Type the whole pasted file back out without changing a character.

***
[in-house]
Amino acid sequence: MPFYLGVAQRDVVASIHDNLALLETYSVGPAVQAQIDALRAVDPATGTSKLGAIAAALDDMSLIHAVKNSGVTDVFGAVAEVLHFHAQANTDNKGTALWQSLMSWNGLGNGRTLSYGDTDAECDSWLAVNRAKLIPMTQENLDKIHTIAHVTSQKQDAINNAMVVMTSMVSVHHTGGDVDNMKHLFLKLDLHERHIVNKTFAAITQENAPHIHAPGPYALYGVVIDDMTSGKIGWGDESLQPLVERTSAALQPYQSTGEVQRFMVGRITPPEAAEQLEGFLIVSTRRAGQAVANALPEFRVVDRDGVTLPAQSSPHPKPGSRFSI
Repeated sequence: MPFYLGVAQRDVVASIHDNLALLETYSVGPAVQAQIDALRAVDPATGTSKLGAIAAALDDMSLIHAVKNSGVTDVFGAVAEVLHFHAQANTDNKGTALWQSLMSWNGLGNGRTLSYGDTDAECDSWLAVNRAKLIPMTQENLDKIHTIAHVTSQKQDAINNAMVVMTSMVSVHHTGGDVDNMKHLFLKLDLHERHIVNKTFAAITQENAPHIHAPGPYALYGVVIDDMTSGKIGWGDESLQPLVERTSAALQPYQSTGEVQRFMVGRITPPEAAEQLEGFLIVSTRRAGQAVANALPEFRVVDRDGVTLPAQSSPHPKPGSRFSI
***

[in-house]
Amino acid sequence: MPFYLGVAQRDVVASIHDNLALLETYSVGPAVQAQIDALRAVDPATGTSKLGAIAAALDDMSLIHAVKNSGVTDVFGAVAEVLHFHAQANTDNKGTALWQSLMSWNGLGNGRTLSYGDTDAECDSWLAVNRAKLIPMTQENLDKIHTIAHVTSQKQDAINNAMVVMTSMVSVHHTGGDVDNMKHLFLKLDLHERHIVNKTFAAITQENAPHIHAPGPYALYGVVIDDMTSGKIGWGDESLQPLVERTSAALQPYQSTGEVQRFMVGRITPPEAAEQLEGFLIVSTRRAGQAVANALPEFRVVDRDGVTLPAQSSPHPKPGSRFSI
Repeated sequence: MPFYLGVAQRDVVASIHDNLALLETYSVGPAVQAQIDALRAVDPATGTSKLGAIAAALDDMSLIHAVKNSGVTDVFGAVAEVLHFHAQANTDNKGTALWQSLMSWNGLGNGRTLSYGDTDAECDSWLAVNRAKLIPMTQENLDKIHTIAHVTSQKQDAINNAMVVMTSMVSVHHTGGDVDNMKHLFLKLDLHERHIVNKTFAAITQENAPHIHAPGPYALYGVVIDDMTSGKIGWGDESLQPLVERTSAALQPYQSTGEVQRFMVGRITPPEAAEQLEGFLIVSTRRAGQAVANALPEFRVVDRDGVTLPAQSSPHPKPGSRFSI